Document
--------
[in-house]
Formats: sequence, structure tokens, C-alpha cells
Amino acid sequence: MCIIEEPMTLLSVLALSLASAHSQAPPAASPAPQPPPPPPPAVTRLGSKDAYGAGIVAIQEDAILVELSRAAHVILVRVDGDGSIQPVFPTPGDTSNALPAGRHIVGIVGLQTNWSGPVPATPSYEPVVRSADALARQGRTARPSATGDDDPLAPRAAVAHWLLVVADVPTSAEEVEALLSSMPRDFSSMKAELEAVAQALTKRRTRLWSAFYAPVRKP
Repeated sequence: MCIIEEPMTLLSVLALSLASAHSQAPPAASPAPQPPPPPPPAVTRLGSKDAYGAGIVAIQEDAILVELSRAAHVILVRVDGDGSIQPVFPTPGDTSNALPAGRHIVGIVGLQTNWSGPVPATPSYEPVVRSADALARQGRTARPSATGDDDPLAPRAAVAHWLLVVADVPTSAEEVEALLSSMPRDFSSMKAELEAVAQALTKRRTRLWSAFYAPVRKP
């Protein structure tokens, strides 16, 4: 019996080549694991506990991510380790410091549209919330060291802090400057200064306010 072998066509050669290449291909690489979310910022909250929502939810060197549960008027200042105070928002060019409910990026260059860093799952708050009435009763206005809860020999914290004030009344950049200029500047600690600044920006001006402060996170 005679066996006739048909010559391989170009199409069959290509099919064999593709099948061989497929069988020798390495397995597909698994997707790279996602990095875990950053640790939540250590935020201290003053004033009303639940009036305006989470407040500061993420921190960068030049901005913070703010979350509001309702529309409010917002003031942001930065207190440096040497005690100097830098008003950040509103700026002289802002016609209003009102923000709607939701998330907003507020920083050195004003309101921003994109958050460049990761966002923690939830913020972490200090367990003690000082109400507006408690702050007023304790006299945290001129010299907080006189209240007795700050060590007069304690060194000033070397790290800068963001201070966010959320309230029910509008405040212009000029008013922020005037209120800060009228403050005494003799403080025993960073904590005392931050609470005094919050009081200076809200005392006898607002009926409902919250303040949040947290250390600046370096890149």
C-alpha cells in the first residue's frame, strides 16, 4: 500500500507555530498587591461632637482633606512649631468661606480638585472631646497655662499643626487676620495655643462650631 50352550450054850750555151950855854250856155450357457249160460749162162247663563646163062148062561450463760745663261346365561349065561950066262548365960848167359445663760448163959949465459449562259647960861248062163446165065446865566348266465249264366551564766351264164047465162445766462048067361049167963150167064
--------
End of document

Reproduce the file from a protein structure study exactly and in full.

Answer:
[in-house]
Formats: sequence, structure tokens, C-alpha cells
Amino acid sequence: MCIIEEPMTLLSVLALSLASAHSQAPPAASPAPQPPPPPPPAVTRLGSKDAYGAGIVAIQEDAILVELSRAAHVILVRVDGDGSIQPVFPTPGDTSNALPAGRHIVGIVGLQTNWSGPVPATPSYEPVVRSADALARQGRTARPSATGDDDPLAPRAAVAHWLLVVADVPTSAEEVEALLSSMPRDFSSMKAELEAVAQALTKRRTRLWSAFYAPVRKP
Repeated sequence: MCIIEEPMTLLSVLALSLASAHSQAPPAASPAPQPPPPPPPAVTRLGSKDAYGAGIVAIQEDAILVELSRAAHVILVRVDGDGSIQPVFPTPGDTSNALPAGRHIVGIVGLQTNWSGPVPATPSYEPVVRSADALARQGRTARPSATGDDDPLAPRAAVAHWLLVVADVPTSAEEVEALLSSMPRDFSSMKAELEAVAQALTKRRTRLWSAFYAPVRKP
């Protein structure tokens, strides 16, 4: 019996080549694991506990991510380790410091549209919330060291802090400057200064306010 072998066509050669290449291909690489979310910022909250929502939810060197549960008027200042105070928002060019409910990026260059860093799952708050009435009763206005809860020999914290004030009344950049200029500047600690600044920006001006402060996170 005679066996006739048909010559391989170009199409069959290509099919064999593709099948061989497929069988020798390495397995597909698994997707790279996602990095875990950053640790939540250590935020201290003053004033009303639940009036305006989470407040500061993420921190960068030049901005913070703010979350509001309702529309409010917002003031942001930065207190440096040497005690100097830098008003950040509103700026002289802002016609209003009102923000709607939701998330907003507020920083050195004003309101921003994109958050460049990761966002923690939830913020972490200090367990003690000082109400507006408690702050007023304790006299945290001129010299907080006189209240007795700050060590007069304690060194000033070397790290800068963001201070966010959320309230029910509008405040212009000029008013922020005037209120800060009228403050005494003799403080025993960073904590005392931050609470005094919050009081200076809200005392006898607002009926409902919250303040949040947290250390600046370096890149």
C-alpha cells in the first residue's frame, strides 16, 4: 500500500507555530498587591461632637482633606512649631468661606480638585472631646497655662499643626487676620495655643462650631 50352550450054850750555151950855854250856155450357457249160460749162162247663563646163062148062561450463760745663261346365561349065561950066262548365960848167359445663760448163959949465459449562259647960861248062163446165065446865566348266465249264366551564766351264164047465162445766462048067361049167963150167064